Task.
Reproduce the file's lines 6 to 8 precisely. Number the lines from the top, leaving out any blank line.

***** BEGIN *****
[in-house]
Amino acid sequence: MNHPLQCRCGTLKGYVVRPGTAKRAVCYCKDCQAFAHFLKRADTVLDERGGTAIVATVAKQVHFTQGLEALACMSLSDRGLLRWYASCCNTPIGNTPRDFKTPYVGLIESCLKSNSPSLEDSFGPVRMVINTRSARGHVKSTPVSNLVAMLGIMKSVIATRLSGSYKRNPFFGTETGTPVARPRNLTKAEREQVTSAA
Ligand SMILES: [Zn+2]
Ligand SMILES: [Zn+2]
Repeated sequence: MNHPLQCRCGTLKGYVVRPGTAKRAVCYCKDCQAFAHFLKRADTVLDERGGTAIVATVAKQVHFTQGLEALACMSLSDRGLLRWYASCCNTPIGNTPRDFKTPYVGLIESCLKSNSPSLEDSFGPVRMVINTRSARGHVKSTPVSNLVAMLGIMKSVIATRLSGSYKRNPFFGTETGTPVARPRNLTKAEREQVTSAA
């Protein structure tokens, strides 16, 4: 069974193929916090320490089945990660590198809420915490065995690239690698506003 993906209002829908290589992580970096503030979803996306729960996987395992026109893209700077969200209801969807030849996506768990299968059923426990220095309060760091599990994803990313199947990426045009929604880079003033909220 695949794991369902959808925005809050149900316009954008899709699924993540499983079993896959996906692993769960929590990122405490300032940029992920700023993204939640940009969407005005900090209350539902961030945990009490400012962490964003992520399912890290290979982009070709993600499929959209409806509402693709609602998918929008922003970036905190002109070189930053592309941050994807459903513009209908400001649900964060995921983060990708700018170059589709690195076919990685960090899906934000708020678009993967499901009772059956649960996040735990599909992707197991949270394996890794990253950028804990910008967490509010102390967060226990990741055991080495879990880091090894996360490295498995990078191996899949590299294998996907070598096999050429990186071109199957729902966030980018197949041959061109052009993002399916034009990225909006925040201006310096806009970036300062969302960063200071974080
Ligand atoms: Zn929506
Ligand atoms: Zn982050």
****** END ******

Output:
């Protein structure tokens, strides 16, 4: 069974193929916090320490089945990660590198809420915490065995690239690698506003 993906209002829908290589992580970096503030979803996306729960996987395992026109893209700077969200209801969807030849996506768990299968059923426990220095309060760091599990994803990313199947990426045009929604880079003033909220 695949794991369902959808925005809050149900316009954008899709699924993540499983079993896959996906692993769960929590990122405490300032940029992920700023993204939640940009969407005005900090209350539902961030945990009490400012962490964003992520399912890290290979982009070709993600499929959209409806509402693709609602998918929008922003970036905190002109070189930053592309941050994807459903513009209908400001649900964060995921983060990708700018170059589709690195076919990685960090899906934000708020678009993967499901009772059956649960996040735990599909992707197991949270394996890794990253950028804990910008967490509010102390967060226990990741055991080495879990880091090894996360490295498995990078191996899949590299294998996907070598096999050429990186071109199957729902966030980018197949041959061109052009993002399916034009990225909006925040201006310096806009970036300062969302960063200071974080
Ligand atoms: Zn929506
Ligand atoms: Zn982050």